The first lockdown in France created unprecedented demand for online shopping, and most of the grocers responded well to this surge in demand. All the retailers sell online in one form or another with the majority using the Drive click&collect model. During the crisis many retailers developed new initiatives to reach vulnerable people or key workers, including tie-ups with Deliveroo and Uber Eats. Monoprix launched its delivery service using Ocado technology during the lockdown, and this is sure to spur on other developments in this area.

The epidemic has accelerated existing trends in the market, such as the decline in the hypermarket format, growth in online shopping and a growing preference for shopping close to home and from national producers. Retailers are looking at innovative new ways to repurpose their hypermarket space and respond to consumer interest in ethical shopping.

The discount sector is set to see some intensified competition. Lidl leads the market, but rival Aldi has acquired 450 Leader Price stores from the Casino group, which will extend its coverage. It is also investing in an extensive ad campaign, looking to boost its status. Given the economic squeeze resulting from the COVID-19 epidemic, these retailers look well placed to benefit.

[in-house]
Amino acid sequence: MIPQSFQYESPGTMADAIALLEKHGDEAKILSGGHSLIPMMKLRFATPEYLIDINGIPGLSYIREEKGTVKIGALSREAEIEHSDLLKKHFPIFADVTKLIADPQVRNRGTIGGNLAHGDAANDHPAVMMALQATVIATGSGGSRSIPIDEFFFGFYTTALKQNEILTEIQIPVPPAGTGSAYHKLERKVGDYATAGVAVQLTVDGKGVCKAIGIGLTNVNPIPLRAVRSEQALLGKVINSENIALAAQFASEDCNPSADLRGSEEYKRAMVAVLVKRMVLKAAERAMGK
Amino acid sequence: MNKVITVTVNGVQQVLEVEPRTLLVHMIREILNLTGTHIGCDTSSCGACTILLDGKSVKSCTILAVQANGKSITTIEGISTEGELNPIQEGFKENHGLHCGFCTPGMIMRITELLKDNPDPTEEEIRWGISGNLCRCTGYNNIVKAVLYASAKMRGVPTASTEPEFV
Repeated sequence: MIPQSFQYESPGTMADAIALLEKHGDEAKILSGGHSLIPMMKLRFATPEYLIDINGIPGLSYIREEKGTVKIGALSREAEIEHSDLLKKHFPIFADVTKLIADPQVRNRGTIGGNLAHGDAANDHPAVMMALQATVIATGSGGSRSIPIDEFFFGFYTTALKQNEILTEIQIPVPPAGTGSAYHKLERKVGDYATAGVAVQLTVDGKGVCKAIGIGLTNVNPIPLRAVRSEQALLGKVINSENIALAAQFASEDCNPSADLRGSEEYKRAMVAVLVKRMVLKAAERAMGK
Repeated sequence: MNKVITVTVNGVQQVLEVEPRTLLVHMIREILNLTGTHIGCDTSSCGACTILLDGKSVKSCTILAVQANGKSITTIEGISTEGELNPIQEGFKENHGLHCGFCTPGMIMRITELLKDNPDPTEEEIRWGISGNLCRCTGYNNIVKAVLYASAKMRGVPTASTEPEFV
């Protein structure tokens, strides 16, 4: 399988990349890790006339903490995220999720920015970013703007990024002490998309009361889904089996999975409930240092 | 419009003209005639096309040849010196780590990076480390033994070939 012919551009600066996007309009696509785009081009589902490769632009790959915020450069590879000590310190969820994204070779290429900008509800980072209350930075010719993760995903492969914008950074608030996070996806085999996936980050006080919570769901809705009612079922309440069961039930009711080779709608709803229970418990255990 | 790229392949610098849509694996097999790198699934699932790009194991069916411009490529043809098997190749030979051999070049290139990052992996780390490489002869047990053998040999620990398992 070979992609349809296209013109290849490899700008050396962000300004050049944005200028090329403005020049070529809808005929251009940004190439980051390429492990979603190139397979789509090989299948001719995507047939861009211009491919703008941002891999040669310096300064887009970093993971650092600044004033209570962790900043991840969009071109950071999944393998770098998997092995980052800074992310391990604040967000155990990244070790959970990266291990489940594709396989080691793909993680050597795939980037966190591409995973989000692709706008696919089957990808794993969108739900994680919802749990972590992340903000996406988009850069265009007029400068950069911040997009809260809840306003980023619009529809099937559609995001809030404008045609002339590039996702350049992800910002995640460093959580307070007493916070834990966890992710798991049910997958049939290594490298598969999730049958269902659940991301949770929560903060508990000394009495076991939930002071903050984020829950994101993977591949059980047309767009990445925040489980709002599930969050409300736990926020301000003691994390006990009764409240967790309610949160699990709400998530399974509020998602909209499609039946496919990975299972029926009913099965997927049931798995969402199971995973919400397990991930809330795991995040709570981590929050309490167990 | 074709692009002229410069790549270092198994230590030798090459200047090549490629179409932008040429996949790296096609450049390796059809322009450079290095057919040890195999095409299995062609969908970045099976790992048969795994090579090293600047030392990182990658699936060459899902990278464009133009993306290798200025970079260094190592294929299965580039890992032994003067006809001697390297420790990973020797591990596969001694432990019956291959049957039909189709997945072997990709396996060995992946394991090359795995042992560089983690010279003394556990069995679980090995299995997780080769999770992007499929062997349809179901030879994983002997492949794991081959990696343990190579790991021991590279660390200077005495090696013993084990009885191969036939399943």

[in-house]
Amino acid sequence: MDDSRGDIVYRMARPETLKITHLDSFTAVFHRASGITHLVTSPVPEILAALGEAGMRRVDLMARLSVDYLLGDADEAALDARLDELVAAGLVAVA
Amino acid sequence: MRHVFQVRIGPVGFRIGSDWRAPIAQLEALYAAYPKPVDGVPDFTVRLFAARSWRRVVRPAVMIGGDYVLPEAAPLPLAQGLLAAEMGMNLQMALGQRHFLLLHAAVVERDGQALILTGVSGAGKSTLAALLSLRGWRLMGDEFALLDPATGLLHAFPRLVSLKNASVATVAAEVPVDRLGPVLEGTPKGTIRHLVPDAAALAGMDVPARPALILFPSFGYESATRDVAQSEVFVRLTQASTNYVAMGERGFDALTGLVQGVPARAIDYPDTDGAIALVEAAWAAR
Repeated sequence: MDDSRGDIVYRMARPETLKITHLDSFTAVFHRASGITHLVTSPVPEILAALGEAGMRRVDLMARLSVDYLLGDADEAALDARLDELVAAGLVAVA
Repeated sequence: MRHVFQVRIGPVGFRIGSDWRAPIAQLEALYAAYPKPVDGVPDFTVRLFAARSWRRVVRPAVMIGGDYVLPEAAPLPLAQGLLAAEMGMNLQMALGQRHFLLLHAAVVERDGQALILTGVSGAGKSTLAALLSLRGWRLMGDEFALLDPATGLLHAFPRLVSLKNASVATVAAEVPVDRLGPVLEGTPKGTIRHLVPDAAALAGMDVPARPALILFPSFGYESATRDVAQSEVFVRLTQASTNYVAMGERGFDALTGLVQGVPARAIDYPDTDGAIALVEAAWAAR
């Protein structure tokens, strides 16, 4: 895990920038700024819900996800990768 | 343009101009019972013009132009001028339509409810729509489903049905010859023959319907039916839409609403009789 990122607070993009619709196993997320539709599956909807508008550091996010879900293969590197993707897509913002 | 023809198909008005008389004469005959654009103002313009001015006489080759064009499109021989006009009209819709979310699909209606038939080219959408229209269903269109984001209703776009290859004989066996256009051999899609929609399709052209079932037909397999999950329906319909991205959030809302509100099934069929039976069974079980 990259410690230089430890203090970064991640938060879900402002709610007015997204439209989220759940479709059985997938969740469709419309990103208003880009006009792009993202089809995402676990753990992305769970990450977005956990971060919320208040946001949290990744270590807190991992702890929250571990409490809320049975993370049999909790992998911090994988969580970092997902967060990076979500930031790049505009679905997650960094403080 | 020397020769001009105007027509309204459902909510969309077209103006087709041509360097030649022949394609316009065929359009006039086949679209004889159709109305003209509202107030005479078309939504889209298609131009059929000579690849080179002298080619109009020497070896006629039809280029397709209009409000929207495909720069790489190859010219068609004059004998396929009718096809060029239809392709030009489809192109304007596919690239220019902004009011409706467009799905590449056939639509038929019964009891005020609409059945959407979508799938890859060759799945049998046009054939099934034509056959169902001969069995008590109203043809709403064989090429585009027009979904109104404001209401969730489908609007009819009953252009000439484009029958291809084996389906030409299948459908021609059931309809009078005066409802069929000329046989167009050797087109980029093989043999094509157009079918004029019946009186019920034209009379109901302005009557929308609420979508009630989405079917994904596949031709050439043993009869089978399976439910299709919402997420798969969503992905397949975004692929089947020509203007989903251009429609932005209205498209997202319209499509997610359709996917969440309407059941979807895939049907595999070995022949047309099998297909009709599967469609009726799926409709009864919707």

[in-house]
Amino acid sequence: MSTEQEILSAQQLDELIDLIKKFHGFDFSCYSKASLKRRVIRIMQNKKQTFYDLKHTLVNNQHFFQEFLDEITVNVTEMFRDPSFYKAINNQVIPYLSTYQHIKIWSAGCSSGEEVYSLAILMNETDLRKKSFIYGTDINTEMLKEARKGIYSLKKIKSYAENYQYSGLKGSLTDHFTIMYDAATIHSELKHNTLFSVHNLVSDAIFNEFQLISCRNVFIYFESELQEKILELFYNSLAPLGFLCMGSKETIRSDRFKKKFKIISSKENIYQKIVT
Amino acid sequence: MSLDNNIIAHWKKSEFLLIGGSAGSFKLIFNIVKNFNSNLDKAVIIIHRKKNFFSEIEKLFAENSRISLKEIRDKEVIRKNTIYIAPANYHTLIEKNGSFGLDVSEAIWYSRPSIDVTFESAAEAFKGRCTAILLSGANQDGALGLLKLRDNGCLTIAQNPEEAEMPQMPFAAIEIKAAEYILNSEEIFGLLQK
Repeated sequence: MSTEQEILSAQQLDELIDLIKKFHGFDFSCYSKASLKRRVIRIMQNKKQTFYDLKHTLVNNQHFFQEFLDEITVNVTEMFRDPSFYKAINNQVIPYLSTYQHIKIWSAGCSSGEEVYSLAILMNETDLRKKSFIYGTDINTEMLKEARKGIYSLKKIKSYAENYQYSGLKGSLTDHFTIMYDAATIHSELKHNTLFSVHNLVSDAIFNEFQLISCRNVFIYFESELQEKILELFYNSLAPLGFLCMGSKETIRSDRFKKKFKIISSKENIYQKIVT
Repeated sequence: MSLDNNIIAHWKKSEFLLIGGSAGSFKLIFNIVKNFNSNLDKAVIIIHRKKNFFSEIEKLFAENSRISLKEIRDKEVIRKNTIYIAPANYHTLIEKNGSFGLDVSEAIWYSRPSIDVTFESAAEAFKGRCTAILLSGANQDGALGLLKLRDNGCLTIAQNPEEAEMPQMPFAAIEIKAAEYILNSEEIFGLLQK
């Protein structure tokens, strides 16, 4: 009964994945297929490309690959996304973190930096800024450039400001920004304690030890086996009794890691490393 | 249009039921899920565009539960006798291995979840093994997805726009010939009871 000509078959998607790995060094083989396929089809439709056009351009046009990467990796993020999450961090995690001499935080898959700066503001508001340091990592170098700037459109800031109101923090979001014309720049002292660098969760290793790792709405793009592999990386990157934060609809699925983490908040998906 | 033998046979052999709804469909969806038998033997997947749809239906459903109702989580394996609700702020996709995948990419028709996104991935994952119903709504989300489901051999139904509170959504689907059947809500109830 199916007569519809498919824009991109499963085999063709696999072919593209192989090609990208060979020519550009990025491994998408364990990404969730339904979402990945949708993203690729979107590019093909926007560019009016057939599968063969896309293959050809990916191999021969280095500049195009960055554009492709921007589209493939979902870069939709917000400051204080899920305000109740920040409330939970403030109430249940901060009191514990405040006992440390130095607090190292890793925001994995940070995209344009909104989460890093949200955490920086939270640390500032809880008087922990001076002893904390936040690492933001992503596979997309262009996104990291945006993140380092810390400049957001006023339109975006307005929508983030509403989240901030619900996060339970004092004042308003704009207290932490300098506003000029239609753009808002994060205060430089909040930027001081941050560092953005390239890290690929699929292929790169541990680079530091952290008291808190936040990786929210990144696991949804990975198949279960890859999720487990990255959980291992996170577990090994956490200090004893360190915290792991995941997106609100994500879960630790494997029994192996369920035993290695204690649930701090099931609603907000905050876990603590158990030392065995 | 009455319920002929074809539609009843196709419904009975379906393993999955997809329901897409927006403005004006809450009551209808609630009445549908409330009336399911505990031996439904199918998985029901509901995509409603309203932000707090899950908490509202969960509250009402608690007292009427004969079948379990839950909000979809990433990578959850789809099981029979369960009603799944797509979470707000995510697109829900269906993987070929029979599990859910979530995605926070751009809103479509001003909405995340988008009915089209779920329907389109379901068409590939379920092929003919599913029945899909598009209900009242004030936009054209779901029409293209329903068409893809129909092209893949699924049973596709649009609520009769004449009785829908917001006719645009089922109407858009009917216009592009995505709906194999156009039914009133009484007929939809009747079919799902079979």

Key issues covered in this report

  • The impact of COVID-19 on the grocery retailing sector.

  • The winners and losers in the grocery retailing sector since the start of the COVID-19 outbreak.

  • The growth of the online grocery channel and the boost given to it by the COVID-19 outbreak.

  • How people shop for groceries and which retailers they use for main and top-up shops.

  • How behaviours of grocery shoppers have changed since the start of the COVID-19 outbreak.

Areas covered in this Report

This report covers the grocery sector in France with a focus on supermarket, hypermarket and convenience store operators. The report does not cover the smaller food retailers, such as specialists (bakers, butchers etc), markets, CTNs or wholesalers, in detail, nor does it cover food sold via non-food retailers, such as department stores.

The report combines analysis of the market in France including market sizes and forecasts for consumer spending on grocery items and food retailers’ sales, along with our in-depth consumer data which analyses shoppers’ behaviours in France.

For our consumer research this year we asked questions on the following topics:

  • Who shops for groceries

  • How people shop for groceries

  • Grocery retailers used

  • Attitudes towards grocery retailers and COVID-19-related issues.

For the purpose of this report, Mintel has used the following definitions:

Consumer spending: The total amount spent by French households (including sales tax) on food, drink and tobacco. This is for retail purchases only, and excludes foodservice spending, such as through bars, hotels and restaurants. Tobacco is the exception to this rule.

Retail sales: Total sales of all types of goods and services (excluding sales tax) by grocery retailers. It includes online sales of these retailers where the majority of sales are in bricks and mortar outlets.

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